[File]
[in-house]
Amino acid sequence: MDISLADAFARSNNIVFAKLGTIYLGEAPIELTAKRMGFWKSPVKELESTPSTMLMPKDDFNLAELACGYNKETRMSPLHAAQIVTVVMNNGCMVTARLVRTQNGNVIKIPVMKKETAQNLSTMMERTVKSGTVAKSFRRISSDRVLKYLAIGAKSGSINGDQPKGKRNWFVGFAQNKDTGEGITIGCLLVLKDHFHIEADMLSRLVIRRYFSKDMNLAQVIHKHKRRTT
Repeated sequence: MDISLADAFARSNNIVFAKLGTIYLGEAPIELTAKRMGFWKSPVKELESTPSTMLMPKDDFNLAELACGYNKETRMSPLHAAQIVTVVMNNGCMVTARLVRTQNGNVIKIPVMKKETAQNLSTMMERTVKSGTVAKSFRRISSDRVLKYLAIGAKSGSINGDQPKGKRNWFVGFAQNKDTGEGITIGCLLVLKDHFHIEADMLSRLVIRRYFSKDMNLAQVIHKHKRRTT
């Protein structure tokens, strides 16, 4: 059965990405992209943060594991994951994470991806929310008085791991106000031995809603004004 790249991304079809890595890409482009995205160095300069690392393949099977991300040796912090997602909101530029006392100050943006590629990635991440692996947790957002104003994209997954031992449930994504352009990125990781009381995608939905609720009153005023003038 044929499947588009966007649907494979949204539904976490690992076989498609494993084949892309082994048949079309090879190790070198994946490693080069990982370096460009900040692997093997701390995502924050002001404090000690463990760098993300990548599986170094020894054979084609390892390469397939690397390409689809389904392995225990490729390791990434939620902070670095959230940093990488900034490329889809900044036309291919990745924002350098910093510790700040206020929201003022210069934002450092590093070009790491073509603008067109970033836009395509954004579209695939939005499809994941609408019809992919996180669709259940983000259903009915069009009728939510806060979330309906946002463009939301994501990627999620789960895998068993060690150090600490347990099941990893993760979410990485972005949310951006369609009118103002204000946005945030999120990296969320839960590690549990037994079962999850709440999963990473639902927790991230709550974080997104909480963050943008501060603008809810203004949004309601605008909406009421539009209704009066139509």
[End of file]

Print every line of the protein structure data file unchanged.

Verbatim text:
[in-house]
Amino acid sequence: MDISLADAFARSNNIVFAKLGTIYLGEAPIELTAKRMGFWKSPVKELESTPSTMLMPKDDFNLAELACGYNKETRMSPLHAAQIVTVVMNNGCMVTARLVRTQNGNVIKIPVMKKETAQNLSTMMERTVKSGTVAKSFRRISSDRVLKYLAIGAKSGSINGDQPKGKRNWFVGFAQNKDTGEGITIGCLLVLKDHFHIEADMLSRLVIRRYFSKDMNLAQVIHKHKRRTT
Repeated sequence: MDISLADAFARSNNIVFAKLGTIYLGEAPIELTAKRMGFWKSPVKELESTPSTMLMPKDDFNLAELACGYNKETRMSPLHAAQIVTVVMNNGCMVTARLVRTQNGNVIKIPVMKKETAQNLSTMMERTVKSGTVAKSFRRISSDRVLKYLAIGAKSGSINGDQPKGKRNWFVGFAQNKDTGEGITIGCLLVLKDHFHIEADMLSRLVIRRYFSKDMNLAQVIHKHKRRTT
């Protein structure tokens, strides 16, 4: 059965990405992209943060594991994951994470991806929310008085791991106000031995809603004004 790249991304079809890595890409482009995205160095300069690392393949099977991300040796912090997602909101530029006392100050943006590629990635991440692996947790957002104003994209997954031992449930994504352009990125990781009381995608939905609720009153005023003038 044929499947588009966007649907494979949204539904976490690992076989498609494993084949892309082994048949079309090879190790070198994946490693080069990982370096460009900040692997093997701390995502924050002001404090000690463990760098993300990548599986170094020894054979084609390892390469397939690397390409689809389904392995225990490729390791990434939620902070670095959230940093990488900034490329889809900044036309291919990745924002350098910093510790700040206020929201003022210069934002450092590093070009790491073509603008067109970033836009395509954004579209695939939005499809994941609408019809992919996180669709259940983000259903009915069009009728939510806060979330309906946002463009939301994501990627999620789960895998068993060690150090600490347990099941990893993760979410990485972005949310951006369609009118103002204000946005945030999120990296969320839960590690549990037994079962999850709440999963990473639902927790991230709550974080997104909480963050943008501060603008809810203004949004309601605008909406009421539009209704009066139509």